A block diagram of the frequency synthesizer 30 appears in FIG. 4. This synthesizer is used to produce any one of the several different frequencies for the generation and detection of the separate single sideband channels. Other known synthesizers could also be used. The several channels are, or may be, spaced at intervals such as 3.5 kHz. over a frequency range such as that from 227.5 to 668.5 kHz. The only frequency reference which is used is a 700 kHz. (or multiple thereof) pilot frequency generated locally in each subscriber unit and shown in block 66. Alternatively the pilot frequency may be generated by the master station and transmitted to all stations. This frequency may be produced by a conventional crystalcontrolled oscillator whose output may be shaped as desired for processing by means of a divide by 200 divider 68 which may use conventional frequency division techniques. The output of this divider would then be an alternating voltage of 3.5 kHz. frequency which is supplied to a phase detector 70 which provides a phase comparison between this signal and an input from a divider circuit 72, producing an error voltage as a result of the comparison of the phases of its two inputs, which error voltage is then integrated by a loop filter 72. This integrated error voltage signal is then supplied as a control voltage to a voltage control oscillator 74. The output of the voltage-controlled oscillator is supplied to a frequency divider 72 which also receives as an input a signal from an adder circuit 76.

The control data chain includes a circuit code word consisting of a 7-bit binary number ranging from one up to the maximum number of available channels. In order to cover the desired frequency range, a constant must be added to the channel select number. One convenient number which has been selected is 64, and this number is this number is added in the adder circuit 76 to the channel selection number resulting in values of N from 65 to 64 plus the total number of channels. This sum will then result in an eighbbit number being supplied to the divider circuit 72 which divides the output of the voltage-controlled oscillator 74 in a conventional manner to result in the desired carrier frequency. Thus the frequency synthesizer 30 is enabled to produce any of a large number of communication channels 3.5 kHz. apart, the output being taken at a terminal 78 from the voltage-controlled oscillator 74. Other channel separations may be obtained by using different pilot frequencies or different dividers.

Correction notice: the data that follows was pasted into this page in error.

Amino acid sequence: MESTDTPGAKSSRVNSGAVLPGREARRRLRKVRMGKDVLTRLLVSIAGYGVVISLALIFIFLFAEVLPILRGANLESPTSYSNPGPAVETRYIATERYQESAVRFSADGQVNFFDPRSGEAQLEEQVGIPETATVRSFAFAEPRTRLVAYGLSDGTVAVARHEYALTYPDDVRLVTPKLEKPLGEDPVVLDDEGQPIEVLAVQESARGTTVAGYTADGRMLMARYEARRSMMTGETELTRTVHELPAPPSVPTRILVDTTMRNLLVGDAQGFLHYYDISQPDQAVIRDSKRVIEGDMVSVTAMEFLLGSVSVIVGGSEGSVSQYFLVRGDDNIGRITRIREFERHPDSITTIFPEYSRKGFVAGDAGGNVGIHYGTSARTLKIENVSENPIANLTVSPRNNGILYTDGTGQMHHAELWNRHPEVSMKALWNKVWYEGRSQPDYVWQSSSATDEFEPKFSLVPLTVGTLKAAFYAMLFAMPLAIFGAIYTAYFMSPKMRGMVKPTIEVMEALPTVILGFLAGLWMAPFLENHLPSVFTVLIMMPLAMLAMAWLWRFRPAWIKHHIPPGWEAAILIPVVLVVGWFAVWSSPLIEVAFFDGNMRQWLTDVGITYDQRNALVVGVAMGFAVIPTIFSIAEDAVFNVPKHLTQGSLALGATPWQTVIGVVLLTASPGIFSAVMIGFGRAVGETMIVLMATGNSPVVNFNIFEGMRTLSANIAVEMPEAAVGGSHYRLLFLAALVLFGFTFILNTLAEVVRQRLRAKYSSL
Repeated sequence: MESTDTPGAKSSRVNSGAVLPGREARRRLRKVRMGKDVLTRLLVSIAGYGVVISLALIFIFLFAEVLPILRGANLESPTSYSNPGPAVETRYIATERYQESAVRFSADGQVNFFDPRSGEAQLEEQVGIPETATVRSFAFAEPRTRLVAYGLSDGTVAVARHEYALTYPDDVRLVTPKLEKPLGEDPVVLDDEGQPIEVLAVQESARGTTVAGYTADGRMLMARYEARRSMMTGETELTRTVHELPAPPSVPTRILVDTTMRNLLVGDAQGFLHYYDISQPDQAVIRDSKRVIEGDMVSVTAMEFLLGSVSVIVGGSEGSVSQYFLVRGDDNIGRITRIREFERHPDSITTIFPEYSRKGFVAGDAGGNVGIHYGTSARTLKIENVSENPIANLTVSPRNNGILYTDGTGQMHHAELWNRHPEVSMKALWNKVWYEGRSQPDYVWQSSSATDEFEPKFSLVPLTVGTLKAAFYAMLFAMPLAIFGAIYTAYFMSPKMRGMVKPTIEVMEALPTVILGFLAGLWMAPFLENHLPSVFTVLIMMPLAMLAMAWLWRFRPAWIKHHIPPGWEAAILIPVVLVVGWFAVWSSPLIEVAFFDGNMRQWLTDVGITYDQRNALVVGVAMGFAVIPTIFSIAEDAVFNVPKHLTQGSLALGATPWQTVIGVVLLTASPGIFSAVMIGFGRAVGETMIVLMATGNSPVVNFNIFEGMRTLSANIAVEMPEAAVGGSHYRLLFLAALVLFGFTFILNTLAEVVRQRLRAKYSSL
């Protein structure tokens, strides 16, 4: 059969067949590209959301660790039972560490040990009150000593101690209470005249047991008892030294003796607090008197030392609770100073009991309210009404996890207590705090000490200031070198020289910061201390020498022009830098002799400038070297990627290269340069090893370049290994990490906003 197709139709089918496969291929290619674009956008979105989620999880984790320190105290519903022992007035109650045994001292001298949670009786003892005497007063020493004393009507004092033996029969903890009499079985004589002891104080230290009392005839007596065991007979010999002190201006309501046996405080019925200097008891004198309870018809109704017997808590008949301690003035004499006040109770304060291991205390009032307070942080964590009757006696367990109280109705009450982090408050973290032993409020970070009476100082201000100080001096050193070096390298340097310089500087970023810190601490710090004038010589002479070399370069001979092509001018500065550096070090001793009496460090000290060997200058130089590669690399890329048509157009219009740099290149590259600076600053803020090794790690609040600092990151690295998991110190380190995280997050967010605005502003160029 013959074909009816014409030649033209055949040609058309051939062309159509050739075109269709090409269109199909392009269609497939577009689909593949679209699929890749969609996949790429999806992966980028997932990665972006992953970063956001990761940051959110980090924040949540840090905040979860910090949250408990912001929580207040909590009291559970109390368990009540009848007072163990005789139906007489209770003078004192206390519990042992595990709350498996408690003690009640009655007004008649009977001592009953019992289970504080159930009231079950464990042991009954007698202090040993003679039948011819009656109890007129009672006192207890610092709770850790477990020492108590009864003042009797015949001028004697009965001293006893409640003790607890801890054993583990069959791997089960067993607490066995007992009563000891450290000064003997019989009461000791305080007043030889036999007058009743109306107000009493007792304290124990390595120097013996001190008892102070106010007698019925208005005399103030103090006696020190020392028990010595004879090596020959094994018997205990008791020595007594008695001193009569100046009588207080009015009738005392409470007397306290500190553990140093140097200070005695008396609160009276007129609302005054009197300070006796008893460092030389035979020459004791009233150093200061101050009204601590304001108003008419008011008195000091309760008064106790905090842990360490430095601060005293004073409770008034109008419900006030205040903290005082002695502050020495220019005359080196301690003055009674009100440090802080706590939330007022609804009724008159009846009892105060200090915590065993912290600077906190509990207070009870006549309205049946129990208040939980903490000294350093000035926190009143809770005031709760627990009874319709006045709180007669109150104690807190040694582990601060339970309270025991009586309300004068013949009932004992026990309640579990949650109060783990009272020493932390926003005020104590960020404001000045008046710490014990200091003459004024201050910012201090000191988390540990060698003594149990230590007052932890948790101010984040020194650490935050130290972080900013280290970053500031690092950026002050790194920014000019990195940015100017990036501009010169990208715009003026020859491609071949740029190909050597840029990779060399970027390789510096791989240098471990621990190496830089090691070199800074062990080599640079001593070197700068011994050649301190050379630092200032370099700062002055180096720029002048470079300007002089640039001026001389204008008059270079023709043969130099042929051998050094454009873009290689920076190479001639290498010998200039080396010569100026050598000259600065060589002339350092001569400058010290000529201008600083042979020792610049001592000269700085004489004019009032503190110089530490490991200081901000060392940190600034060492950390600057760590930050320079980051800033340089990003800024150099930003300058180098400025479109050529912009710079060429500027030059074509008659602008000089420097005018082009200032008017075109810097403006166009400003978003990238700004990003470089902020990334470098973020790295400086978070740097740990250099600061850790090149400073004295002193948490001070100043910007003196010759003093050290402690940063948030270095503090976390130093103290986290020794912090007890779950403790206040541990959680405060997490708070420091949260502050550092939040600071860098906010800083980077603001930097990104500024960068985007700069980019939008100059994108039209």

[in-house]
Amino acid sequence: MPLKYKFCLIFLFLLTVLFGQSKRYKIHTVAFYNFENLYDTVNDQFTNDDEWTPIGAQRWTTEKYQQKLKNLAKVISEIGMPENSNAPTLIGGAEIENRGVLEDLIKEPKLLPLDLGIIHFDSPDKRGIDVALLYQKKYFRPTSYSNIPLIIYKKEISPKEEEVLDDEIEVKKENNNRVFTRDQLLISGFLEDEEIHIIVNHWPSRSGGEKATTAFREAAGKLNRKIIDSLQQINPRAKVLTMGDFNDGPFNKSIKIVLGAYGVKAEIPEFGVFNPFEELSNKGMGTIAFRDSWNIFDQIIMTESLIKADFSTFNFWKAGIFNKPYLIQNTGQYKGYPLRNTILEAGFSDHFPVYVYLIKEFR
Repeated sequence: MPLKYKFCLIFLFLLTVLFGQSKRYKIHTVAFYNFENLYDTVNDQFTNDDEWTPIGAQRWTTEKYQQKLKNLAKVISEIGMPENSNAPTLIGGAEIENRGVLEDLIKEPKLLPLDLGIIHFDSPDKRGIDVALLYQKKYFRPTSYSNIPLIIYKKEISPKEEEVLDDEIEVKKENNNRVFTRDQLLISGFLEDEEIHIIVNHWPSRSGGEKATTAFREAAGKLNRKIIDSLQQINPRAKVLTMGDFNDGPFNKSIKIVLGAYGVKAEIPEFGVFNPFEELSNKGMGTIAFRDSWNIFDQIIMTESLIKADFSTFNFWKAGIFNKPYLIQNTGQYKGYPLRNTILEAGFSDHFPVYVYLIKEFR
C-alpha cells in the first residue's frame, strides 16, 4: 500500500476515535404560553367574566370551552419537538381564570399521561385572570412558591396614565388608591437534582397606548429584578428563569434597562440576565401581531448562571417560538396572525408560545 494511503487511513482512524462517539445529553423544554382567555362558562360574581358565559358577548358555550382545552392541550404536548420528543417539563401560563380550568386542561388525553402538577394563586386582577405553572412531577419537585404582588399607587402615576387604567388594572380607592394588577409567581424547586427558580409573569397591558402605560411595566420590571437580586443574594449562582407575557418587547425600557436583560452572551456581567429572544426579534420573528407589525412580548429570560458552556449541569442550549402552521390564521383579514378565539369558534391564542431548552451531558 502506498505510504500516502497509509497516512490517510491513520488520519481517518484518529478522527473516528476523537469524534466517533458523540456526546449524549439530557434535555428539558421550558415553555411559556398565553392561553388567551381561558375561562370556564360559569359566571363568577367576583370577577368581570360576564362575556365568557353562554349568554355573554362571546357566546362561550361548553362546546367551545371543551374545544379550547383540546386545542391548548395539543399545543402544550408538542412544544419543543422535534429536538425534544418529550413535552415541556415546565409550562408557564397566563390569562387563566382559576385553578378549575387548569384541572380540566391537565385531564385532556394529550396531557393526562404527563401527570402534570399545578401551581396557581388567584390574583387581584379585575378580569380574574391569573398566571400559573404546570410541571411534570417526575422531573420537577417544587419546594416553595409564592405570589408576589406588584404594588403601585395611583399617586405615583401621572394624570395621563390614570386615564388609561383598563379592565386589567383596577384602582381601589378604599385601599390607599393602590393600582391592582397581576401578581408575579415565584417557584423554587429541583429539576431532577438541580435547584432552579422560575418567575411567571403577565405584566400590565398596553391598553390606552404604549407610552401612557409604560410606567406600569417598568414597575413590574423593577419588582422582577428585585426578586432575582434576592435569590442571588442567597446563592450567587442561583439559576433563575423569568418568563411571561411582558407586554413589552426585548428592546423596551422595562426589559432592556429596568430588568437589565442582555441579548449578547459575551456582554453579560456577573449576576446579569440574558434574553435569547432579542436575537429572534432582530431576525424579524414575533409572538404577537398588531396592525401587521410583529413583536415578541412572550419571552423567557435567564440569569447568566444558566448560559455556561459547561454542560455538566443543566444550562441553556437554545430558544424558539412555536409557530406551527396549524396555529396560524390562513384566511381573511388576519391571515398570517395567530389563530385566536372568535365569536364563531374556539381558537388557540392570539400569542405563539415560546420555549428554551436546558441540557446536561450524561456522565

FIG. 5 indicates the general configuration of the single sideband spectrum. As shown, each conversation is assigned a unique frequency spectrum, and each has a 1.2 kHz. guard band between it and its adjacent carriers. The digital information may be transmitted by any of a number of formats and may be transmitted either base band or on a pilot carrier of its own. Although single sideband modulation has been described herein because, among other things, it is economical of bandwidth, many other conventional modulation schemes may be used depending upon the severity of the bandwidth limitations, the number of subscriber units, etc. Other known sideband generators may be used, such as filter-type or simultaneous phase-amplitude sideband generators.

While the present system has been described in terms of a relatively simple system having a limited number of subscribers connected to a common line or a grid, for a substantially larger system it may be desirable to arrange the synthesizer to generate simultaneously a pair of frequencies, one for each of the transmitting and receiving modes to reduce in channel loading and avoid sidetone problems. This may be used either with or without separate lines for each of the transmitting and receiving modes with the master station or stations providing coupling between the two lines. The two-line system would, of course, reduce the loading to approximately half what it would be for a single line, thus reducing the amount of amplifier power required for each subscriber unit.